It must be great to be Donald Trump these days. He only needs to send out a tweet and the world does as he says.
Most recently, Ford (F) magically announced it scrapped plans to open a new factory in Mexico after a tweet from Trump threatened rival automaker General Motors (GM) with import tariffs for cars made in that country. Last month, the president-elect sparked a price war on military jets between Boeing (BA) and Lockheed Martin (LMT) by tweeting that Lockheed's jets were too expensive and that he had asked Boeing to come up with an alternative offer. (Ford and Lockheed Martin are part of the Dividend Stock Advisor portfolio.)
And now it looks like China itself, no doubt tired of Trump's constant accusations that it is manipulating its currency, is taking measures to deal with the exchange rate. The Chinese authorities are intensifying their attempts to stop the depreciation of the yuan, which has fallen by 14.5% against the dollar over the past three years, according to FactSet data.
The weakness of the renminbi, which has hit its lowest value since 2008 versus the U.S. dollar, has started to eat into the country's massive foreign exchange reserves and it is making Communist Party officials really nervous.
The talk in the markets is that investors are watching to see whether the government will defend the level of 7.0 yuan to a dollar -- the exchange rate was 6.9485 in early morning trading on Thursday -- or the $3 trillion threshold for its foreign exchange reserves.
For that, it will need to take drastic measures, which will have effects beyond China's borders. Three possibly negative consequences will be particularly important for investors from developed countries.
My colleague Alex Frew McMillan wrote a couple of days ago about fresh measures to control attempts by individual Chinese to take out money from the country. Those measures were introduced in order to stem the outflows that the depreciation has sparked.
If these measures succeed -- and I agree that's a big "if," as capital controls are usually porous unless China reverts to only allowing strictly commercial flows -- then foreign assets, in particular real estate, could suffer pretty badly. A lot of Chinese money went into property in hot spots such as Manhattan, London, Vancouver and Sydney.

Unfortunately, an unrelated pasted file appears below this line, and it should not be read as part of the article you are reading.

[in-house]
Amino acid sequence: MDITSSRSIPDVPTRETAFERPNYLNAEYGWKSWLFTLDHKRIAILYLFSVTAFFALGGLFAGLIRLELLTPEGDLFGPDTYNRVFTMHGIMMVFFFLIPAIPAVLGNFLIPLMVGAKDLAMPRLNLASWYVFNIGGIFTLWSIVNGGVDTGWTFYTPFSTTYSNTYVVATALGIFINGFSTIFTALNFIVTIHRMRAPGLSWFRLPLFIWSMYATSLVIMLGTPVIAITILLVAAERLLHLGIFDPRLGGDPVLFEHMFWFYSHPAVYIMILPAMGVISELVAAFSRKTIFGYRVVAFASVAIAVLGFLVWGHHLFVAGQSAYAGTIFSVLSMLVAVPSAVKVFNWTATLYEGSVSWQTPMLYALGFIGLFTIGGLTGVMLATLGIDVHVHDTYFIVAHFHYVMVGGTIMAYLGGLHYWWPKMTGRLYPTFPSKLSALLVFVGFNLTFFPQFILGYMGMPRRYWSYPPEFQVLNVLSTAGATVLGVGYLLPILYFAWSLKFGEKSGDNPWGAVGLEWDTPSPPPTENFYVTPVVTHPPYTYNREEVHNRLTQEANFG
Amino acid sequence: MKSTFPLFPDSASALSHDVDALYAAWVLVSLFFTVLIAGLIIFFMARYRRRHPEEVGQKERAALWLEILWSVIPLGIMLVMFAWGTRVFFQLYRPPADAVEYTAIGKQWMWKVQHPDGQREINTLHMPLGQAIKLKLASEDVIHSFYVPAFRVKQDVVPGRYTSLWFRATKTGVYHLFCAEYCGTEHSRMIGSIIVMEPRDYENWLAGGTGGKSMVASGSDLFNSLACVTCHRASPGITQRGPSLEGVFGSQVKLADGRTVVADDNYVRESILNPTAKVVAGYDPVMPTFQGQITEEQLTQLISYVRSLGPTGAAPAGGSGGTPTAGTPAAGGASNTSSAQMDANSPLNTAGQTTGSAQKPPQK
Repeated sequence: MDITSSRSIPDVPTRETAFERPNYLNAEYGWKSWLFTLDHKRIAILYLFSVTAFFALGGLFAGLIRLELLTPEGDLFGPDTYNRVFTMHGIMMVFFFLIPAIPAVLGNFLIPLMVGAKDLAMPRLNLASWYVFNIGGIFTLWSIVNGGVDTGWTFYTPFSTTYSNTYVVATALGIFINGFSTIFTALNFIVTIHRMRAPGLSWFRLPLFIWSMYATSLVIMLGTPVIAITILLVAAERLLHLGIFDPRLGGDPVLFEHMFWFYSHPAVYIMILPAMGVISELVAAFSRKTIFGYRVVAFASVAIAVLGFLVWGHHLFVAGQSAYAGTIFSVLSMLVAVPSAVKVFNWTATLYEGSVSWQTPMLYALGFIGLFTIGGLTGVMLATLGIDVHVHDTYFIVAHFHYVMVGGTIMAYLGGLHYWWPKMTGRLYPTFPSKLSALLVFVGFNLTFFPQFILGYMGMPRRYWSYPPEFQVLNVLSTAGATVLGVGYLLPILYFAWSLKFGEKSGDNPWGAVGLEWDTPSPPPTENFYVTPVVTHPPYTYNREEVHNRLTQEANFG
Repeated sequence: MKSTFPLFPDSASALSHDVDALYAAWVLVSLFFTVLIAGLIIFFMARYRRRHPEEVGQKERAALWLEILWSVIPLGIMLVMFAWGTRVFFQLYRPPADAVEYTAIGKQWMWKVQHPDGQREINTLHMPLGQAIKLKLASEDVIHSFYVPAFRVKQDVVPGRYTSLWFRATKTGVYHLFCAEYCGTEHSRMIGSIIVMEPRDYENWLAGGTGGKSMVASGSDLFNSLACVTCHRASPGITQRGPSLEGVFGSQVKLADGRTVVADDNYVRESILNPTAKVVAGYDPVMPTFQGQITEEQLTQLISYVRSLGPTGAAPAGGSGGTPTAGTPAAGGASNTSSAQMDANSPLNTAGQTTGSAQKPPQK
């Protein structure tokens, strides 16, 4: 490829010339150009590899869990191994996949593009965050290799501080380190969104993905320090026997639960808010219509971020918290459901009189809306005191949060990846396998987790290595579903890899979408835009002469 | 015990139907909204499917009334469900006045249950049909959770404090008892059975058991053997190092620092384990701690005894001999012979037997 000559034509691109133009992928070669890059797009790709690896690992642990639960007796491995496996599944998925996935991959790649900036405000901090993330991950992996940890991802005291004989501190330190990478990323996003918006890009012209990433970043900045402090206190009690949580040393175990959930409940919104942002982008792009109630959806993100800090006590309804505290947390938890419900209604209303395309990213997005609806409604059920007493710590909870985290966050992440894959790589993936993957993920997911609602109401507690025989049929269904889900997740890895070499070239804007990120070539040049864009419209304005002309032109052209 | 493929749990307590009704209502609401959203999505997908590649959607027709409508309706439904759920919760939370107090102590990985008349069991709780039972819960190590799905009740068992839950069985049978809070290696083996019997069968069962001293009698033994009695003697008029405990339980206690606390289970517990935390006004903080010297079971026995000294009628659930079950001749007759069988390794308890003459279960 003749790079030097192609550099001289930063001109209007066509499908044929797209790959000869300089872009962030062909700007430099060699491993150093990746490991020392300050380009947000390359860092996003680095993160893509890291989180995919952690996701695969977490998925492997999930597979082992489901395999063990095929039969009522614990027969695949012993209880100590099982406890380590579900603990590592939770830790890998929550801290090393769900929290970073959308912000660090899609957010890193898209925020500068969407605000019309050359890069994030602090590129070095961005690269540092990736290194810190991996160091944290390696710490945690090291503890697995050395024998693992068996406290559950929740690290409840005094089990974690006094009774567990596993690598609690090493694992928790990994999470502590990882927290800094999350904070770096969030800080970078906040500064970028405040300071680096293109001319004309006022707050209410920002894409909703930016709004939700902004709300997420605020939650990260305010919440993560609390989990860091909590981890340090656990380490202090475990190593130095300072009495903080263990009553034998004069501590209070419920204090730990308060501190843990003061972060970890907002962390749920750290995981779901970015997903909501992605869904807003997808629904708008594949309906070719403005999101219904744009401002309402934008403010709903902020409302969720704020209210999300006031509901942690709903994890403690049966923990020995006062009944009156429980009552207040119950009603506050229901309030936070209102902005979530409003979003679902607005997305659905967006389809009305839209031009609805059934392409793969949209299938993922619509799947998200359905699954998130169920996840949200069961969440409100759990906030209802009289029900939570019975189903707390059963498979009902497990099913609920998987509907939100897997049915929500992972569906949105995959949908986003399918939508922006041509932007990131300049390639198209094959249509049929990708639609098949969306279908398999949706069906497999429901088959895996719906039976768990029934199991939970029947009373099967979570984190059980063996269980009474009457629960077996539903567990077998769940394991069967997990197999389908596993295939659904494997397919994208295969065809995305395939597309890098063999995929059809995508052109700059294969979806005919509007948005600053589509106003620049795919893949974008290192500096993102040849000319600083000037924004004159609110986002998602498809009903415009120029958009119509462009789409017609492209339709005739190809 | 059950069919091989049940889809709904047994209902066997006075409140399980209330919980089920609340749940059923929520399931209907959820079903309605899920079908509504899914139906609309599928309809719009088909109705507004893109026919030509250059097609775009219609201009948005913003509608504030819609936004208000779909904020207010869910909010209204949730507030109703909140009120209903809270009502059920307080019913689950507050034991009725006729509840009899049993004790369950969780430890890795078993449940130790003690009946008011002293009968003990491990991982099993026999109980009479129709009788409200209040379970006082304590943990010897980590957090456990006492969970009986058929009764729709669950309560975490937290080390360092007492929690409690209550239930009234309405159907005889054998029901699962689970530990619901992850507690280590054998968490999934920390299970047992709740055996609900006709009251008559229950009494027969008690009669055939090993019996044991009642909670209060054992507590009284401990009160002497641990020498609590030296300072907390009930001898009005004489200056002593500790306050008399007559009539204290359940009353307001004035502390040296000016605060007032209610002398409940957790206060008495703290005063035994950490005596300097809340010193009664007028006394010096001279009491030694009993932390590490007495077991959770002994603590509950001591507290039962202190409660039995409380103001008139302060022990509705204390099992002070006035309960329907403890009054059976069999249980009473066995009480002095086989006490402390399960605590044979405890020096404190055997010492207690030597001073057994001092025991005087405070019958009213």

This first consequence could become apparent quite quickly if the Chinese authorities' measures force investors to liquidate assets abroad. A chain of events that could lead to such liquidations already has been put into motion; the question is how far it will go.
On Thursday, the offshore yuan -- the Chinese currency traded in Hong Kong -- jumped by 1% after rallying by 1.4% against the dollar on Wednesday, its biggest daily rise in a year. According to Bloomberg, financial regulators have "encouraged" some state-owned companies to sell some of their foreign currency holdings.
It looks like the companies sold so enthusiastically that liquidity has thinned, sending the main offshore yuan overnight interest rate, the HIBOR, to a one-year high of 38.34% -- more than double the previous day's 16.95% level.
This kind of volatility is a second potentially negative consequence that investors might need to get used to should China proceed with measures to stem the currency's depreciation. The People's Bank of China (PBoC) might need to sell more of its foreign assets, such as U.S. Treasuries, to be able to buy yuan instead.
Such a step would weaken bond prices, which move inversely to yields, and would push up bond yields at a time when the Fed itself is thinking of raising interest rates. The Fed cannot judge how much the Chinese selling would influence interest rates because it has no way of knowing how much the PBoC will end up selling -- not even the Chinese central bank knows that. So it risks tightening way too much or way too little, and the market could swing wildly trying to price in the uncertainty.
The third major consequence of the Chinese efforts to keep the renminbi under control would be inflation, at a time when energy and commodity prices seem to have bottomed.
A stronger yuan will mean more expensive imports from China, and while it is true that multinationals could opt to move factories to cheaper shores, they won't be able to do it fast enough to escape price rises. Higher consumer price inflation would hurt spending power, thus slowing consumption, but it also would force central banks to tighten monetary policy at the top of the business cycle.
China's attempts to avoid being called a currency manipulator by Donald Trump risk destabilizing the global economy, including the U.S. economy. The president-elect should be weighing his next tweet very carefully.